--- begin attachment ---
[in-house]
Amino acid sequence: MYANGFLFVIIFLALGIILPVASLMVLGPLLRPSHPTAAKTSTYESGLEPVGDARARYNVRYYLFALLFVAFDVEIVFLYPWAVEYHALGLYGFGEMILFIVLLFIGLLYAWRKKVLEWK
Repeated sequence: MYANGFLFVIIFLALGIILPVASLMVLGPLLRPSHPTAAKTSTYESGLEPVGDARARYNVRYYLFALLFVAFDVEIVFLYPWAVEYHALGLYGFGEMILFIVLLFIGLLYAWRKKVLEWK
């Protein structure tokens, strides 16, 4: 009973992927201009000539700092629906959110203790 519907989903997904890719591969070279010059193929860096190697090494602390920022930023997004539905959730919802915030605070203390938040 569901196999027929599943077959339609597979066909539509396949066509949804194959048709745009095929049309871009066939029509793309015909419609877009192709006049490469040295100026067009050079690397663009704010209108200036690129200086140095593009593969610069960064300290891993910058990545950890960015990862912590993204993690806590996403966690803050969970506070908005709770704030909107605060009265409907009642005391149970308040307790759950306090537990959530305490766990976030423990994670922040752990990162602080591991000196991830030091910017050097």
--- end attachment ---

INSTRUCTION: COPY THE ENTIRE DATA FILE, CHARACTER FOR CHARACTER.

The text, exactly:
[in-house]
Amino acid sequence: MYANGFLFVIIFLALGIILPVASLMVLGPLLRPSHPTAAKTSTYESGLEPVGDARARYNVRYYLFALLFVAFDVEIVFLYPWAVEYHALGLYGFGEMILFIVLLFIGLLYAWRKKVLEWK
Repeated sequence: MYANGFLFVIIFLALGIILPVASLMVLGPLLRPSHPTAAKTSTYESGLEPVGDARARYNVRYYLFALLFVAFDVEIVFLYPWAVEYHALGLYGFGEMILFIVLLFIGLLYAWRKKVLEWK
């Protein structure tokens, strides 16, 4: 009973992927201009000539700092629906959110203790 519907989903997904890719591969070279010059193929860096190697090494602390920022930023997004539905959730919802915030605070203390938040 569901196999027929599943077959339609597979066909539509396949066509949804194959048709745009095929049309871009066939029509793309015909419609877009192709006049490469040295100026067009050079690397663009704010209108200036690129200086140095593009593969610069960064300290891993910058990545950890960015990862912590993204993690806590996403966690803050969970506070908005709770704030909107605060009265409907009642005391149970308040307790759950306090537990959530305490766990976030423990994670922040752990990162602080591991000196991830030091910017050097």